So you must make sure your breeder knows exactly what type of pup you need. You do not need the pup looking for attention but the more relaxed confident pup. To work with and develop this trait you must nurture it by making sure your pup is over time socialized to many types of people (especially if you have a fear of people who have a particular look or mannerism) and habituate it to different situations. All of this must be done slowly and with planning and not just dragging the pup out "everywhere you go".
An inexperienced trainer screwing up the training of a pet companion dog has a second chance - with a PSD especially there may not be many chances to fix a more then minor mistake.
So while of course you are excited, please take the time to really educate yourself on the training of your pup. Always take the time to stop and research and find the correct way to proceed. Also, be very careful of websites (no matter how professional they may look) or other info on the Internet. When you read something try to research to find out if the info is correct. You may find plenty of sources that repeat back to you what you want to hear and the easy way to do something, but it is important to know that you must be open minded and listen to people with experience even if it isn't what you want to hear. The easy way is hardly ever the proper way or the best way for the long run.
You also need to make sure you know the laws both Fed. and your state and how they will effect you and your future SD. You will need to make sure that you know and carry out the responsibilities of owning and working a SD.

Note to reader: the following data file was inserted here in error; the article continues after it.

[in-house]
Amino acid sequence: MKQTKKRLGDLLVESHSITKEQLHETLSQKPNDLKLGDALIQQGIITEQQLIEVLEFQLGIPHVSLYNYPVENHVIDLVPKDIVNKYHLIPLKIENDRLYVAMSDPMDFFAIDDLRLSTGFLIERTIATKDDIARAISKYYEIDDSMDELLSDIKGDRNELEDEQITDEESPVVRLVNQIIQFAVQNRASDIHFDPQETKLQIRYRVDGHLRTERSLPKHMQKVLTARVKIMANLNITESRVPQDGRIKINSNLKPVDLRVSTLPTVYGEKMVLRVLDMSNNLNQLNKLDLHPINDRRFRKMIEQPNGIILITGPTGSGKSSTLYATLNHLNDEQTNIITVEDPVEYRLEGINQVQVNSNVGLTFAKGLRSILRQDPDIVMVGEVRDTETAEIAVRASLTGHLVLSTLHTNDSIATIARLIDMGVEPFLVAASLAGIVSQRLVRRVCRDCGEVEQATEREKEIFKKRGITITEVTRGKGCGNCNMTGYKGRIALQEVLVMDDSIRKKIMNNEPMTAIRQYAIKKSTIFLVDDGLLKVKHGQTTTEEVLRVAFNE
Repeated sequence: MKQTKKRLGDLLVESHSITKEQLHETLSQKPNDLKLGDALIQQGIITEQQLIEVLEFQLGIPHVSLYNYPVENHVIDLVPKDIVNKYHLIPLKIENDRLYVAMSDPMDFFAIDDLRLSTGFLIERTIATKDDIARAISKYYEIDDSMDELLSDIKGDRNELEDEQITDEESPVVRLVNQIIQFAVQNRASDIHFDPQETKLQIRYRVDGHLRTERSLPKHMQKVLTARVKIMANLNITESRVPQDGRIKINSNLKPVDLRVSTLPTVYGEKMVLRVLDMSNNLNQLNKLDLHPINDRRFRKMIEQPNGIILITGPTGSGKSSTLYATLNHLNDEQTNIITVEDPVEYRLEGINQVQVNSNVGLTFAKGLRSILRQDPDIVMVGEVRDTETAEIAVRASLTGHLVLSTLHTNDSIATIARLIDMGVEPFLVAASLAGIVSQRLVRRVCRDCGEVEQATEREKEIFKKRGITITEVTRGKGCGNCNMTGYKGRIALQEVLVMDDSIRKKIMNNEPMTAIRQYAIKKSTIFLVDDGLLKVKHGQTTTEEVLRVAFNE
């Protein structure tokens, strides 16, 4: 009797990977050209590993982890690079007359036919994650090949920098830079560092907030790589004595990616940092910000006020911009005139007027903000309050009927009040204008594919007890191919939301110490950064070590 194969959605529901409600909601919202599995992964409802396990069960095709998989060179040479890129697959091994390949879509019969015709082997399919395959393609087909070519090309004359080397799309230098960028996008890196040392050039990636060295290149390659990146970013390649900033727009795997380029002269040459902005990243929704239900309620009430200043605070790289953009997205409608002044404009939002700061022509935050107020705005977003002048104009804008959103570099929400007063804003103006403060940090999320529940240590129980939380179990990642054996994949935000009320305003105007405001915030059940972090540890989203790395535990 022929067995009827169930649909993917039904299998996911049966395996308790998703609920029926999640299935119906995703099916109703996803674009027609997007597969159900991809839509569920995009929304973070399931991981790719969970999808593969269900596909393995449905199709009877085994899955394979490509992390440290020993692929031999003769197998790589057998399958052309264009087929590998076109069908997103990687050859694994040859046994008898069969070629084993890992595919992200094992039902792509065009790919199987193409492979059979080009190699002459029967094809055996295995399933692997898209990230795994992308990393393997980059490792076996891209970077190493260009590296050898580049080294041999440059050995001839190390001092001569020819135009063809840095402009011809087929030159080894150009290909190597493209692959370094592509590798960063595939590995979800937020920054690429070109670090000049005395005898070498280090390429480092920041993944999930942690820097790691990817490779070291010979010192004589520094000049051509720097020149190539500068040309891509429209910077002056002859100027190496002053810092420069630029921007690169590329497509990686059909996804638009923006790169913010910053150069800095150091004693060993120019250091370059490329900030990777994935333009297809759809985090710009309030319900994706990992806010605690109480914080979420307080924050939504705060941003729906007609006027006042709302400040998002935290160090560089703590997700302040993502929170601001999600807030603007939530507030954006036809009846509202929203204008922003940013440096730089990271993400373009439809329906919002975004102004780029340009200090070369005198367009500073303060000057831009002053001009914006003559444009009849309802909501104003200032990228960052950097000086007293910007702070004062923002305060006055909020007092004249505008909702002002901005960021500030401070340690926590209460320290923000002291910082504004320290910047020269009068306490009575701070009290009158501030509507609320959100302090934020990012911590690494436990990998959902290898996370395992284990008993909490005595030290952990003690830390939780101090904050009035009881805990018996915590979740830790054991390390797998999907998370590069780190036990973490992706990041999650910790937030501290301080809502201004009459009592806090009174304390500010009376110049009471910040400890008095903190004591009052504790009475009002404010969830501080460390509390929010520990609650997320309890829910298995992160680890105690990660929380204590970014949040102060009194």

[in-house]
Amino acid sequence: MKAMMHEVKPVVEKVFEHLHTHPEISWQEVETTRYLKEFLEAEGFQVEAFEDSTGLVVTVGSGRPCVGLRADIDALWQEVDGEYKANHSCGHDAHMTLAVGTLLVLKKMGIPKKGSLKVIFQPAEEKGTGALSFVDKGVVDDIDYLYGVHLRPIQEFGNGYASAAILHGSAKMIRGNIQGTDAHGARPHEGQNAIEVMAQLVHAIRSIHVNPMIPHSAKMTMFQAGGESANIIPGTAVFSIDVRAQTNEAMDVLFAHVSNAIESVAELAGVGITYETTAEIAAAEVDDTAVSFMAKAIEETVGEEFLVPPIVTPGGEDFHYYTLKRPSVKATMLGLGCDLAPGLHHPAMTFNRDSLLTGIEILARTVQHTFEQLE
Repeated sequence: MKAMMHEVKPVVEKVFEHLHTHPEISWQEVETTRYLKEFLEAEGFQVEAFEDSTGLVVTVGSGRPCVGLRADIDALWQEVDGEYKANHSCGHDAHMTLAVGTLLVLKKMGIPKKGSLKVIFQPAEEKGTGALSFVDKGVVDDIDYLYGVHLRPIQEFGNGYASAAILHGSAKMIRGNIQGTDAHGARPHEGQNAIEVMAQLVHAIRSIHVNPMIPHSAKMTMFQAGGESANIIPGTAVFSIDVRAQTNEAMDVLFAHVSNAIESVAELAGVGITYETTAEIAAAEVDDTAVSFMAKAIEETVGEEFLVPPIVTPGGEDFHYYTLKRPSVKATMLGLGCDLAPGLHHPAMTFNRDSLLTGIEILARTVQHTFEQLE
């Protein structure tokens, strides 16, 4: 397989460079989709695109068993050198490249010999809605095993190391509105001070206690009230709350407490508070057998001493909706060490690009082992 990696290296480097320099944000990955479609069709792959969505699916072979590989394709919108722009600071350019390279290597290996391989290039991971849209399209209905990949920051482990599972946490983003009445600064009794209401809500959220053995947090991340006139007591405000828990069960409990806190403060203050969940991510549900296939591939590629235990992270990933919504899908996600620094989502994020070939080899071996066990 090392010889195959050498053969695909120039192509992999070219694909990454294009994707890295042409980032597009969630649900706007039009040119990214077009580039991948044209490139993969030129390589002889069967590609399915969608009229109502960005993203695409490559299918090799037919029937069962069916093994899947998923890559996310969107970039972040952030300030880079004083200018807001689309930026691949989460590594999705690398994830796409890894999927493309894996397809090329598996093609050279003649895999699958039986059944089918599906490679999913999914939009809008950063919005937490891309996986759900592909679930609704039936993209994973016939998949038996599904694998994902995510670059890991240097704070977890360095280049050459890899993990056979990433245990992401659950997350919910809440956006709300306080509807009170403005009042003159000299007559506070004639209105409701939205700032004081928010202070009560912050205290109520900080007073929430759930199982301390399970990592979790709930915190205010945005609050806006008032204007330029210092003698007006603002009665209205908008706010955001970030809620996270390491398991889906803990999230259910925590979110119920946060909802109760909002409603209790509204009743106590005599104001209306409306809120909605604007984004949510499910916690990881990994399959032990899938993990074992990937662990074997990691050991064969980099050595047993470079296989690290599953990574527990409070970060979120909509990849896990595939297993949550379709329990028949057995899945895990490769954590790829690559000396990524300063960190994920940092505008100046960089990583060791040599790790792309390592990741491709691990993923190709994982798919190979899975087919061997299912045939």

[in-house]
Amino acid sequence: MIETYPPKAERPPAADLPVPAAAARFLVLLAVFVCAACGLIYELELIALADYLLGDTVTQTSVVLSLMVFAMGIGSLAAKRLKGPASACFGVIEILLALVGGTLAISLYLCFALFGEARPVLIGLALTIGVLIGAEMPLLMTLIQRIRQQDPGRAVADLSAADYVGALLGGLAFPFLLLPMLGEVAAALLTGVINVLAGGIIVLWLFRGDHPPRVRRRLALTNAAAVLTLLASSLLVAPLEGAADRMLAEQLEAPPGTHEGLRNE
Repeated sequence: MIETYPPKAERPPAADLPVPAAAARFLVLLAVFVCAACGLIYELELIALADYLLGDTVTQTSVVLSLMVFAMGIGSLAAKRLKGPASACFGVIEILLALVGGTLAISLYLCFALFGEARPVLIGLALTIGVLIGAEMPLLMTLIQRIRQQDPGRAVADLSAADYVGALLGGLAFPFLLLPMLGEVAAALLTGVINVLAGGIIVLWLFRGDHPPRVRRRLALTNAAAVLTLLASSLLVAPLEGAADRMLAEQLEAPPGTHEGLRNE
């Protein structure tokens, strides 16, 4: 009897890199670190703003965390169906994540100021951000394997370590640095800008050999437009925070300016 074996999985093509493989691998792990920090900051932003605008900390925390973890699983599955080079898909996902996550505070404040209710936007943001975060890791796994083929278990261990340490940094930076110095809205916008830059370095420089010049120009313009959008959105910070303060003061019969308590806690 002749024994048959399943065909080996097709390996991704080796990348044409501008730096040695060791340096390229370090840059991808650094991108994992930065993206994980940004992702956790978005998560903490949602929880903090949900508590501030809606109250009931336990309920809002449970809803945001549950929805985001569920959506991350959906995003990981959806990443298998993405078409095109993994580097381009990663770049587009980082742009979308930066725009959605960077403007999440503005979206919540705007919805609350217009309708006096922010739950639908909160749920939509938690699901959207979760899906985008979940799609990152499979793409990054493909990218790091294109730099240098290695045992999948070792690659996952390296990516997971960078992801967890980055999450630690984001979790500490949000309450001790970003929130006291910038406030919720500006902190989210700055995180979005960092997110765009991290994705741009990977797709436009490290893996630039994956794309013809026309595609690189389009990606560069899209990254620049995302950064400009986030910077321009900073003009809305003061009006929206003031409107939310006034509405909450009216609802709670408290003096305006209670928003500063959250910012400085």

PTSD and this has caused be to become home-bound unless accompanied by someone that I can trust which is family or my fiance.
Having a companion to help you go outside is not always what a SD if for. The Dept. of Justice has clarified somewhat on this. The DOJ is the agency mandated by Congress to oversee this particular section of the ADA. They have stated in what a SD is, " ... The crime deterrent effects of an animal´s presence and the provision of emotional support, well-being, comfort, or companionship do not constitute work or tasks for the purposes of this definition.
” So this reason while important is not a strong legal type of task. Make a list of things that you can not do for yourself but that need to be done. Speak with your doctor. Put them in order of importance. (Remember these are not things that would be good or helpful but things that are needed.) Start at the top and find out if a dog can do this for you. Don't try and make a list of things that you can teach a dog to "make it more of a SD". These tasks are things that a friend or family member or some type of caregiver must
do for you that you are not able to do for yourself.
Best of luck to you. And thank you for your service to your country.